DRM Shortwave Test Proposed for Alaska - Radio World

DRM Shortwave Test Proposed for Alaska

“In general, the population of Alaska is underserved with respect to the ability to have a high-quality, reliable public radio audio service.”
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A company has applied to the FCC for an experimental license to test Digital Radio Mondiale transmission on several shortwave bands in Alaska, according to a report from a shortwave blog about DRM.

Digital Aurora Radio Technologies of Delta Junction, Alaska, intends to test statewide DRM in the 5, 7 and 9 MHz shortwave bands, according to 26MHz.us, which is written by Bennett Z. Kobb.

On its application, the company stated that the goal is to assess performance of digital terrestrial shortwave broadcasting and serve the entire state. Commission approval is pending, according to the report; for now the FCC assigned call sign WE2XRH.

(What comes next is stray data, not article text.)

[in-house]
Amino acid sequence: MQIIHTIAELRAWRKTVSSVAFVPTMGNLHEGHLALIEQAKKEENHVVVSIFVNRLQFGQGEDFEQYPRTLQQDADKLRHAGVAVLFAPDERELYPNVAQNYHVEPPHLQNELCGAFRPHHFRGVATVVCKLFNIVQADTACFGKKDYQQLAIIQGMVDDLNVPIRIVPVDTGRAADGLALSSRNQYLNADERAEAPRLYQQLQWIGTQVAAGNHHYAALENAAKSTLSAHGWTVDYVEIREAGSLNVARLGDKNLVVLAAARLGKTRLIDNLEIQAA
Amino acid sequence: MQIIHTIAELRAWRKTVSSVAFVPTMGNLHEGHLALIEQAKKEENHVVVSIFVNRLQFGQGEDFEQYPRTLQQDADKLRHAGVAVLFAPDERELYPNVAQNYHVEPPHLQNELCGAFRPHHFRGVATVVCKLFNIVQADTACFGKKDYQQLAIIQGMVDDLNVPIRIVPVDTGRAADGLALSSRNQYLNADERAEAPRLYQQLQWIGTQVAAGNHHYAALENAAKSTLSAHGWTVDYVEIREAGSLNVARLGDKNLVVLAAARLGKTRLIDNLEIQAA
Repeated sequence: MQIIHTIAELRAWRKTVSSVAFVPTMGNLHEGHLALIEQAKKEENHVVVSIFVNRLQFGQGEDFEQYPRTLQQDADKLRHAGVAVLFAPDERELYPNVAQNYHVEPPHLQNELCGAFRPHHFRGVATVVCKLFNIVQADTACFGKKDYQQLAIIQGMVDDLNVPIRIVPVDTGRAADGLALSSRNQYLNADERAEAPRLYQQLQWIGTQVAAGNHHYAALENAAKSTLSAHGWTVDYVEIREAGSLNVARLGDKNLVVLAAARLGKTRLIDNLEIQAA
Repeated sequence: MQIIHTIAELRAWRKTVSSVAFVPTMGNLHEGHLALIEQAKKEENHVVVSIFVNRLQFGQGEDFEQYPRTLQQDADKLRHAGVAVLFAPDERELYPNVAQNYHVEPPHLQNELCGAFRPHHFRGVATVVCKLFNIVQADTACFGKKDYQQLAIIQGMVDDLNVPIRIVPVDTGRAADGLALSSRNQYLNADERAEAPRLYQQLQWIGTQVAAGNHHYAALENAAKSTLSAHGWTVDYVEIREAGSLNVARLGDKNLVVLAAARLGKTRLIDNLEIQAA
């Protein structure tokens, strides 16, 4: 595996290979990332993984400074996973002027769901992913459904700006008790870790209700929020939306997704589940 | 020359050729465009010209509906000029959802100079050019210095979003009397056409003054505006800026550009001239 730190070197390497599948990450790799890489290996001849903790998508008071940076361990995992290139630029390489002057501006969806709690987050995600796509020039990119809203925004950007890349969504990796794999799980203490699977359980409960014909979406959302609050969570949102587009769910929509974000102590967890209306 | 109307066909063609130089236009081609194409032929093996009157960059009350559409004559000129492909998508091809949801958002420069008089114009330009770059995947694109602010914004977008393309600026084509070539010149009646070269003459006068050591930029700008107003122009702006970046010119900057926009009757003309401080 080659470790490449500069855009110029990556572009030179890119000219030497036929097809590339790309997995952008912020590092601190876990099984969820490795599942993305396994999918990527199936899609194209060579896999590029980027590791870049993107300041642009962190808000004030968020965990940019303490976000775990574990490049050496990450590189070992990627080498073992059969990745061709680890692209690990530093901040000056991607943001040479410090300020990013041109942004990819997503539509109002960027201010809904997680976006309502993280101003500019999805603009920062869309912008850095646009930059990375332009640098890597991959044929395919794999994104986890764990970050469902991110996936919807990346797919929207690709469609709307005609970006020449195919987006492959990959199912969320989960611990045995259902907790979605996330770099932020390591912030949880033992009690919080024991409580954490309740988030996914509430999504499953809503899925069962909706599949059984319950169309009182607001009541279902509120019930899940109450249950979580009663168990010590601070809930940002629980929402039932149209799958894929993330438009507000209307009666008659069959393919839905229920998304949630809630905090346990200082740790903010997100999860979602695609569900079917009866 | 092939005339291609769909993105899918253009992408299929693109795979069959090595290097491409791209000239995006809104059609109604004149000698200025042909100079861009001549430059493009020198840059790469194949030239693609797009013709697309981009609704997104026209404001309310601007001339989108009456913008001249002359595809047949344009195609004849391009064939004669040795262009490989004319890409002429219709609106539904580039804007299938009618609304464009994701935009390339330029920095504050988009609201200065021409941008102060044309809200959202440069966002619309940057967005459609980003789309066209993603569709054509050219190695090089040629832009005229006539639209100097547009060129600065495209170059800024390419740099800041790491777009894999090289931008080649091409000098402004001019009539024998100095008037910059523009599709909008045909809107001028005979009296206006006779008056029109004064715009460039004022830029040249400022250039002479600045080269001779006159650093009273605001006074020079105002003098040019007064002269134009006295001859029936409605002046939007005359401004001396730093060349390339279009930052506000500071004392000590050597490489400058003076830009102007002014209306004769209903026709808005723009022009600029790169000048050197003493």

“In general, the population of Alaska is underserved with respect to the ability to have a high-quality, reliable public radio audio service,” the blog quotes the company saying. “This is especially true for sparsely populated areas of the state.”

Digital Aurora proposes to perform propagation, signal-to-noise ratio, field strength, bit rate and audio quality measurements over a two-year period, according to the application.

The report says a unique element of the test is the proposed use of government surplus over-the-horizon (OTH) radar transmitters made by Continental Electronics.

Related

Construction Begins for DRM Alaska Test Bed

DART has a two-year experimental authorization for coverage of Alaska with DRM signals in three of the lower shortwave bands around 5, 7 and 9 MHz. How much power it will take to accomplish that is unknown and something DART and the DRM Consortium hope to learn during testing.